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Mr. McFall : To ask the Secretary of State for Social Security what attempts have been made to identify stress-related illnesses suffered by staff in social security offices ; and what is being done to alleviate the problem.
Mrs. Gillian Shephard : We have recently changed the system of collecting information on sick absences to provide more detailed analysis of illnesses which could be stress-related. The first analysis will be available in about 12 months time and will give a clearer basis for identifying any problem in this area and for exploring what needs to be done. This Department is also taking part in a long-term study on health and stress being conducted by University college, London, in conjunction with the Civil Service occupational health service.
Mr. Barry Field : To ask the Secretary of State for Social Security how many carers on income support he estimates will benefit as a result of the new carers' premium announced in the Chancellor's Autumn Statement.
Rev. Martin Smyth : To ask the Secretary of State for Social Security if he will make a statement about the arrangements which local offices of his Department have for notifying officials of the Home Department of the addresses at which Turkish Kurds entering the United Kingdom may reside.
Mrs. Gillian Shephard : Local office staff notify the Home Department of all cases where income support is paid to people from abroad. Full instructions are contained in the income support manual, a copy of which is available in the Library.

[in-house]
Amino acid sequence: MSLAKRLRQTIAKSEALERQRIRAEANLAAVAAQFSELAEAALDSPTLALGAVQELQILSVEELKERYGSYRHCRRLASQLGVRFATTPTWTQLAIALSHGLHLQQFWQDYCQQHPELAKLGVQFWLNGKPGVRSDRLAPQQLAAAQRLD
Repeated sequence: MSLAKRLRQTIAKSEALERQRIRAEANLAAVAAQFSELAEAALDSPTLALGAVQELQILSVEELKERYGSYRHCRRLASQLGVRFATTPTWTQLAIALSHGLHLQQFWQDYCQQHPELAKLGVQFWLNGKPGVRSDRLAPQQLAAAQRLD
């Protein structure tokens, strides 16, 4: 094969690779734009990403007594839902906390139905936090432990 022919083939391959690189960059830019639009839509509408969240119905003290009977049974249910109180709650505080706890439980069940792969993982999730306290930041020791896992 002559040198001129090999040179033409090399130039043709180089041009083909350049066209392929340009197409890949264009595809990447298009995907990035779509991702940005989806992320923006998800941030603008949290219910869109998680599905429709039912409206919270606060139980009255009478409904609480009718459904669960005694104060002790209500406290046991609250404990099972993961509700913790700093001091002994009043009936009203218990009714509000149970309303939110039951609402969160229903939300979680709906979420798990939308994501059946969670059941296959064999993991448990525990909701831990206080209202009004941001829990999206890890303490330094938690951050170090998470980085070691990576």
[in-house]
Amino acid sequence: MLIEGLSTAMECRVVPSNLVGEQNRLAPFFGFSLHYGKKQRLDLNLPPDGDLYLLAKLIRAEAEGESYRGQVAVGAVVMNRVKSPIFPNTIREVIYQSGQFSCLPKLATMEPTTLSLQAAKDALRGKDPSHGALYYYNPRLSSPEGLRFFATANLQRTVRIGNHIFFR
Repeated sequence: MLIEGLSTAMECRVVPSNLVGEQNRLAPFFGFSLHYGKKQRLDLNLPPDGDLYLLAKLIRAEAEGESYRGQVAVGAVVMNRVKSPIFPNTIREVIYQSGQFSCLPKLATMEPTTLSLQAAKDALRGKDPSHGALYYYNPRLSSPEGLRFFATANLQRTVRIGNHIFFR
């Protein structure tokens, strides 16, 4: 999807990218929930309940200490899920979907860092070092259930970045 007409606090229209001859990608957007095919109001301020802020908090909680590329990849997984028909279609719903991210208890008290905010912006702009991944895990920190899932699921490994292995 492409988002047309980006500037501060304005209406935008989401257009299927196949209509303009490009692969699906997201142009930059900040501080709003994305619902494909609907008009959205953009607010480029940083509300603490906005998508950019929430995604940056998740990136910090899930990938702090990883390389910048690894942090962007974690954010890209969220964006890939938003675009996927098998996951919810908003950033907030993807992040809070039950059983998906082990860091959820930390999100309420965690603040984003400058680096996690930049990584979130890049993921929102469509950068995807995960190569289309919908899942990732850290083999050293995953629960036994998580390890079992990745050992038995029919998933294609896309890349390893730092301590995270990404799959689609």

Mr. Meacher : To ask the Secretary of State for Social Security what is the purpose of his Department's study "Delivery of Service in the 90s" ; who is involved in the exercise ; what consultation will be carried out with staffs and clients ; and when the study will be completed and published.
Mrs. Gillian Shephard : "Delivery of Service in the 90s" is the title of a proposed initiative to examine how we might maximise the improvements in service to the public, efficiency and job satisfaction for our staff which will be derived from our computerisation programme--the operational strategy. The initiative comprises a linked set of proposals for action in eight local offices. Staff are being encouraged to contribute ideas towards the proposals.
Consultation with the staff in the offices involved and the trade unions is taking place. It is envisaged that this examination will be completed in the first half of next year. No decision on publication has been taken.
Mrs. Gillian Shephard : The local office network is currently being reviewed with the aim of providing a better service to the public. The review will take into account changes arising from the setting up of the benefit agency. Preliminary proposals are unlikely to be available before next spring.
Mr. Meacher : To ask the Secretary of State for Social Security what he estimates will be the increase in social security costs in the next year ; and what is the breakdown of those costs between increases due to costs related to (a) unemployment and (b) other factors.
Mr. Scott : Expenditure on social security will be £55.6 billion in 1990-91, an increase of £3 billion on the estimated outturn for 1989-90, as shown in the Chancellor's Autumn Statement. However, the figure for 1990-91 excludes rent rebates in England and Wales, and the increase on a directly comparable basis is £5.6 billion. Of this increase, £0.2 billion is the result of a small change in the assumed level of unemployment, and £5.4 billion is due to other factors.